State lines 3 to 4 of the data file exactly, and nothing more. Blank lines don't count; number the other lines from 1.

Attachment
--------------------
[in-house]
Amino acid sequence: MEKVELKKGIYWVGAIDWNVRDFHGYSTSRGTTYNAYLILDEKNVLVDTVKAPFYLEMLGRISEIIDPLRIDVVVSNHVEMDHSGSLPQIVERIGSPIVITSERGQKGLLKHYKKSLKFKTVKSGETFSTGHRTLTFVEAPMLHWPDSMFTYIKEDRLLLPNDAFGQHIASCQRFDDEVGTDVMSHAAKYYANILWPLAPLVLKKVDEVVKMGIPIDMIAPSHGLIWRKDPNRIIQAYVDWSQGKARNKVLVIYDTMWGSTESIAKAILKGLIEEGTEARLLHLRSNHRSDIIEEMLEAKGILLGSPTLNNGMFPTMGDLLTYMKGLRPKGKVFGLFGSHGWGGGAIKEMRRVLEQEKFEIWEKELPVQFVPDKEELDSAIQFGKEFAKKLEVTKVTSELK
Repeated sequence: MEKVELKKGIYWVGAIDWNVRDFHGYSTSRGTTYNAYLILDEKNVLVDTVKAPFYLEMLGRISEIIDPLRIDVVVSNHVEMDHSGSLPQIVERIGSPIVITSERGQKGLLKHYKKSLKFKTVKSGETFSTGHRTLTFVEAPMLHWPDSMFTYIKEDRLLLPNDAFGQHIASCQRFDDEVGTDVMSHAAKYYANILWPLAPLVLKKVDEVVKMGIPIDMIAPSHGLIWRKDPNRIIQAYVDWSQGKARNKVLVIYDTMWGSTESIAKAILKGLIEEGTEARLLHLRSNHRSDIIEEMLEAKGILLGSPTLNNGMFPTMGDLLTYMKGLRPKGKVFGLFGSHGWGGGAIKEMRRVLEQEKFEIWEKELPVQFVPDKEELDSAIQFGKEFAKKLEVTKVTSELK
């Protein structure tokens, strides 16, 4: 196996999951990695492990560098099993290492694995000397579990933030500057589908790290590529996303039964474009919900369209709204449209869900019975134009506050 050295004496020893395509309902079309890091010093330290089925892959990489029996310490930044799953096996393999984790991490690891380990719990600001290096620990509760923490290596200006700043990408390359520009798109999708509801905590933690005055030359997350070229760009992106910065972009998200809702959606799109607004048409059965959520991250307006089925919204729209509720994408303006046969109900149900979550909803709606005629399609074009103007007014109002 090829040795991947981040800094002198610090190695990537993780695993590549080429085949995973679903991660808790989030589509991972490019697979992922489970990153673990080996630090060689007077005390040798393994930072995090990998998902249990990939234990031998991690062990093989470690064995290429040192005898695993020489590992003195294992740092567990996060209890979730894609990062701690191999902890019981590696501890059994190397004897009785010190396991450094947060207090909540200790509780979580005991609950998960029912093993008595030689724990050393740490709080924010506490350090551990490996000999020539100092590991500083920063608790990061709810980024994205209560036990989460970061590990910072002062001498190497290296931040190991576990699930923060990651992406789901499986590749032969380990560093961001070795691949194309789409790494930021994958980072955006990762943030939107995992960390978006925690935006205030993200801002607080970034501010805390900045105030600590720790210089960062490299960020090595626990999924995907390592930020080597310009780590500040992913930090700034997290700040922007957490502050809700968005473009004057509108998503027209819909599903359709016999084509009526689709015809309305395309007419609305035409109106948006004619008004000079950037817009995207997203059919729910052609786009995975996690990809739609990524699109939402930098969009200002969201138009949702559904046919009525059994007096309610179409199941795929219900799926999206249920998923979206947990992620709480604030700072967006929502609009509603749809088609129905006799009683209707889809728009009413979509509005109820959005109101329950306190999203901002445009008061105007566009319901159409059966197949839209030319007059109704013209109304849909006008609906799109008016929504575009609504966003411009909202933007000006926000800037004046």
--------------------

Repeated sequence: MEKVELKKGIYWVGAIDWNVRDFHGYSTSRGTTYNAYLILDEKNVLVDTVKAPFYLEMLGRISEIIDPLRIDVVVSNHVEMDHSGSLPQIVERIGSPIVITSERGQKGLLKHYKKSLKFKTVKSGETFSTGHRTLTFVEAPMLHWPDSMFTYIKEDRLLLPNDAFGQHIASCQRFDDEVGTDVMSHAAKYYANILWPLAPLVLKKVDEVVKMGIPIDMIAPSHGLIWRKDPNRIIQAYVDWSQGKARNKVLVIYDTMWGSTESIAKAILKGLIEEGTEARLLHLRSNHRSDIIEEMLEAKGILLGSPTLNNGMFPTMGDLLTYMKGLRPKGKVFGLFGSHGWGGGAIKEMRRVLEQEKFEIWEKELPVQFVPDKEELDSAIQFGKEFAKKLEVTKVTSELK
């Protein structure tokens, strides 16, 4: 196996999951990695492990560098099993290492694995000397579990933030500057589908790290590529996303039964474009919900369209709204449209869900019975134009506050 050295004496020893395509309902079309890091010093330290089925892959990489029996310490930044799953096996393999984790991490690891380990719990600001290096620990509760923490290596200006700043990408390359520009798109999708509801905590933690005055030359997350070229760009992106910065972009998200809702959606799109607004048409059965959520991250307006089925919204729209509720994408303006046969109900149900979550909803709606005629399609074009103007007014109002 090829040795991947981040800094002198610090190695990537993780695993590549080429085949995973679903991660808790989030589509991972490019697979992922489970990153673990080996630090060689007077005390040798393994930072995090990998998902249990990939234990031998991690062990093989470690064995290429040192005898695993020489590992003195294992740092567990996060209890979730894609990062701690191999902890019981590696501890059994190397004897009785010190396991450094947060207090909540200790509780979580005991609950998960029912093993008595030689724990050393740490709080924010506490350090551990490996000999020539100092590991500083920063608790990061709810980024994205209560036990989460970061590990910072002062001498190497290296931040190991576990699930923060990651992406789901499986590749032969380990560093961001070795691949194309789409790494930021994958980072955006990762943030939107995992960390978006925690935006205030993200801002607080970034501010805390900045105030600590720790210089960062490299960020090595626990999924995907390592930020080597310009780590500040992913930090700034997290700040922007957490502050809700968005473009004057509108998503027209819909599903359709016999084509009526689709015809309305395309007419609305035409109106948006004619008004000079950037817009995207997203059919729910052609786009995975996690990809739609990524699109939402930098969009200002969201138009949702559904046919009525059994007096309610179409199941795929219900799926999206249920998923979206947990992620709480604030700072967006929502609009509603749809088609129905006799009683209707889809728009009413979509509005109820959005109101329950306190999203901002445009008061105007566009319901159409059966197949839209030319007059109704013209109304849909006008609906799109008016929504575009609504966003411009909202933007000006926000800037004046």